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Gurus of Hot Water:

Had an incident at home yesterday. Son called me at work because there was a loud hammering coming from the basement, which he could hear through the radiator in his room. I could hear it too over the phone. Not willing to remote troubleshoot and too far to come home, I had him flip off the switch which provides power to boiler and all controls. He did say the noise seemed to be coming from the pump/motor (B&G Series 100).

When I came home I noted that the pressure was normal, and one of three zone valves (motorized White Rodgers) was in the open position - the one for radiators (5 free-standing) and baseboard (2 rooms) on the 2nd and 3rd floors of the house. The other valves were in the closed position.

I restored power, and tried each zone in turn by adjusting the thermostat. No problems. Pump and motor worked smooth. Has worked OK since then as well.

My boiler is an old atmospheric (Bastian-Morley), pumping away, with a B&G air separator (IAS-11) that never seems to do much. Only other thing of note: 3 of the 5 radiators and one of the baseboards in the one zone have TRVs (all installed properly on the supply side). There was some air in the 3rd floor which I bled this morning. The presence of air there is not unusual by the way.

Any ideas for the root cause of this hammering (the likes of which I have never heard before in 17 years in this house)?

--Eric Peterson


  • Steve Bukosky
    Steve Bukosky Member Posts: 9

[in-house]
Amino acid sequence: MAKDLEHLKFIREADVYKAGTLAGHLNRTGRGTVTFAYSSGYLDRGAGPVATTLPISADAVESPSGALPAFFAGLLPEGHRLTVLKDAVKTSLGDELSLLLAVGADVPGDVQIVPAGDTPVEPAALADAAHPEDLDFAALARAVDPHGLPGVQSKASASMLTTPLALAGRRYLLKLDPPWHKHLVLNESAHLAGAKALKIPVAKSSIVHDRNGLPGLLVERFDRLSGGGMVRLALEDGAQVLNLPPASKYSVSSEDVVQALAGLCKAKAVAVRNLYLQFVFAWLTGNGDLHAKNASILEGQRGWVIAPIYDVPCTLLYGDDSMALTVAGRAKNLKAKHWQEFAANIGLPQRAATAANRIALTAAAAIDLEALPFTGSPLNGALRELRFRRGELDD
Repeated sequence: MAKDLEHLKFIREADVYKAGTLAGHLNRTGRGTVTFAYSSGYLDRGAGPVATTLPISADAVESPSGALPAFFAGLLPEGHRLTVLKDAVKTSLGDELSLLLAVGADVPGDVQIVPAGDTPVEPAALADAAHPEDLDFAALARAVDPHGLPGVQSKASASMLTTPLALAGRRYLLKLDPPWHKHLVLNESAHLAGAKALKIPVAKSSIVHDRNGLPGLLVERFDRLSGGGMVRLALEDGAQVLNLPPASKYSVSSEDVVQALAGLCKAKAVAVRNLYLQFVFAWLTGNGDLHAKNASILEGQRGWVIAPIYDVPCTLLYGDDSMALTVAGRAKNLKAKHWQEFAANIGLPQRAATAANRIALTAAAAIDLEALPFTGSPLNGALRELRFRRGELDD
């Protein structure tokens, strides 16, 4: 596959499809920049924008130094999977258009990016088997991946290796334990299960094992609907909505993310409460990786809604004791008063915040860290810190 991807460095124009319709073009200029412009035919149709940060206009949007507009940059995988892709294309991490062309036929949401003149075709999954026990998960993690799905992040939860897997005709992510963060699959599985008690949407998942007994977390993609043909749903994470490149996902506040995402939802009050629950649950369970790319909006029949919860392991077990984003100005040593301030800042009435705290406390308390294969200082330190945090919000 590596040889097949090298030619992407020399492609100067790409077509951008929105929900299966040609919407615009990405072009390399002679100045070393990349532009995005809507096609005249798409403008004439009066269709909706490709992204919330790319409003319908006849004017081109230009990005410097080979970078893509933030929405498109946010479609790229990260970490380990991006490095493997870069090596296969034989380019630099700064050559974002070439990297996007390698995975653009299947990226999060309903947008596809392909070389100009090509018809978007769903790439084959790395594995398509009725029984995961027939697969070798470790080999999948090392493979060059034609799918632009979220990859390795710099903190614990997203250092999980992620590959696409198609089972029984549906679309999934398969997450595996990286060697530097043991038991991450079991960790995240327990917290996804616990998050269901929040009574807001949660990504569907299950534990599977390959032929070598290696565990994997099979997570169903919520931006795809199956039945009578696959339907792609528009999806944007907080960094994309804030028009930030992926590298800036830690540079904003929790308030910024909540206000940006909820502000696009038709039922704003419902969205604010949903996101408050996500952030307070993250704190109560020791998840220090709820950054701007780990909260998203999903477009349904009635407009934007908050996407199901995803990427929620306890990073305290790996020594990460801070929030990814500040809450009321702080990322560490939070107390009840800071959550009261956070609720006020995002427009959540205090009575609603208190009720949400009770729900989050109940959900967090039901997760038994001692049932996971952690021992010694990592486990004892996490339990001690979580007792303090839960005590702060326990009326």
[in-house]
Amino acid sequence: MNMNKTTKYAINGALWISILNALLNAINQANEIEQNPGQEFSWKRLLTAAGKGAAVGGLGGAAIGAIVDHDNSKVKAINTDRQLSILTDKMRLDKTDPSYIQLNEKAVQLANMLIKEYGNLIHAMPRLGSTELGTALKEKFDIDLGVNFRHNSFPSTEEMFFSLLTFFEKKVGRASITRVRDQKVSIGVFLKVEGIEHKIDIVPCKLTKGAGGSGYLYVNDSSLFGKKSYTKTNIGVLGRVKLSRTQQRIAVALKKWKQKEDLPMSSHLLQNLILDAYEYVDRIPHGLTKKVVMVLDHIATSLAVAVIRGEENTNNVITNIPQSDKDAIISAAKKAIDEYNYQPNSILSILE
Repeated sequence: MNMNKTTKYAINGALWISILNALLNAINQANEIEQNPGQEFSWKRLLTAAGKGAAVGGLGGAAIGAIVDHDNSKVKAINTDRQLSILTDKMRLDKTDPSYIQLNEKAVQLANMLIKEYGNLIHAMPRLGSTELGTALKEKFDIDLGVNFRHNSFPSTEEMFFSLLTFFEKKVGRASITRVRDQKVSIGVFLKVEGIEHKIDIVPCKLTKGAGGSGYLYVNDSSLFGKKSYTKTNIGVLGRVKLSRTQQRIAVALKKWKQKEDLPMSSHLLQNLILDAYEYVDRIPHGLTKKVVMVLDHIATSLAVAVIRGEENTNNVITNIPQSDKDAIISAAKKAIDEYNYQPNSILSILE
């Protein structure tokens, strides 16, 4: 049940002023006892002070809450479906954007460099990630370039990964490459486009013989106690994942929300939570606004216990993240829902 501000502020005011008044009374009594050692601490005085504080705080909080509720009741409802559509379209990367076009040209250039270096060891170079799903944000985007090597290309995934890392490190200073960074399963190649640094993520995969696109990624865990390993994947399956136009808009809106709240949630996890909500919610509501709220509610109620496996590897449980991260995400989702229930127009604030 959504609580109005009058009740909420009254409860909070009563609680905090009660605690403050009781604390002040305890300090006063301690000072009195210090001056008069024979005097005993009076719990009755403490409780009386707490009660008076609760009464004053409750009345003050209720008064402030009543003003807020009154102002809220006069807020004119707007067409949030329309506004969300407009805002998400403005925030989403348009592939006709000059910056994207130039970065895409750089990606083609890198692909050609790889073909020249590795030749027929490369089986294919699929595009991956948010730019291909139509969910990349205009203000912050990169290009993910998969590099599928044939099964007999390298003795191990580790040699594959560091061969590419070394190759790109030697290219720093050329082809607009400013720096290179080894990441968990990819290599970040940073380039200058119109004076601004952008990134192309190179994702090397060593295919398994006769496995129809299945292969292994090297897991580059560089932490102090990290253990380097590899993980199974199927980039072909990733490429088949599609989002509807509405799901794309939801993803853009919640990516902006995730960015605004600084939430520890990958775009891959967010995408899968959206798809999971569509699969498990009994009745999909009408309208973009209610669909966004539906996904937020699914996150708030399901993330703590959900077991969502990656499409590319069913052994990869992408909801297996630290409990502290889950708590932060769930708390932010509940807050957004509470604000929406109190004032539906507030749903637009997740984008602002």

I first was thinking that you had a steam system but obviously not. If the coupling on the pump is good, as you imply it is, then I wonder if the water temperature ran too high and flashed to steam due to a pressure drop from a zone valve opening. I'd check to see what the high limit setting is and if it is below 190 degrees or so, I'd question if it failed for some reason.
  • Ken D.
    Ken D. Member Posts: 836

    I'm with Steve. The high limit could have stuck causing over temperature and water boiling in the system. The relay could be pitted and could stick once in a while. Also be sure the boiler gauge is accurate. Many times they aren't true and the pressure is lower than reading. Water does boil at 212 degrees at 0 psi.
  • hr
    hr Member Posts: 6,106
    Check the coupling

    on that B&G 100. Sometimes a spring breaks and causes a hammering.

    hot rod

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  • DanHolohan
    DanHolohan Member, Moderator, Administrator Posts: 16,490
    I once saw

    a broken spring coupler cut an aluminum bearing assembly in two. The motor was hanging from the wire. How no one heard that is still a mystery.
    Retired and loving it.
  • Eric Peterson_3
    Eric Peterson_3 Member Posts: 55

    High limits - I have two installed, in series, as a fail-safe. I'll check but doubt very much that *both* would have a problem.

    As for gauges, I have three - one on the boiler and one each on two of the zone manifolds. Low pressure is not the problem.

    That leaves the pump coupling. I'd like to hear a bit more about that. What should I be looking for?
    I'll take it off and take a look at it.

    For the time being I am flipping the system power off whenever I leave the house. Now that the weather has warmed up it's not a big deal.

    Thanks to all for the suggestions.

    --Eric Peterson
  • lchmb
    lchmb Member Posts: 2,997
    agree with hotrod

    I have seen many cases where the b@g break's only one of the two spring's..sound's like all (@#*^$ until you shut it off..then it fall's out..look around the circ's for metal shaving's...just make sure to keep your finger's out of there until the power is off...Just to be safe...
  • Kal Row
    Kal Row Member Posts: 1,520
    b&g's will bind up when hot and out of oil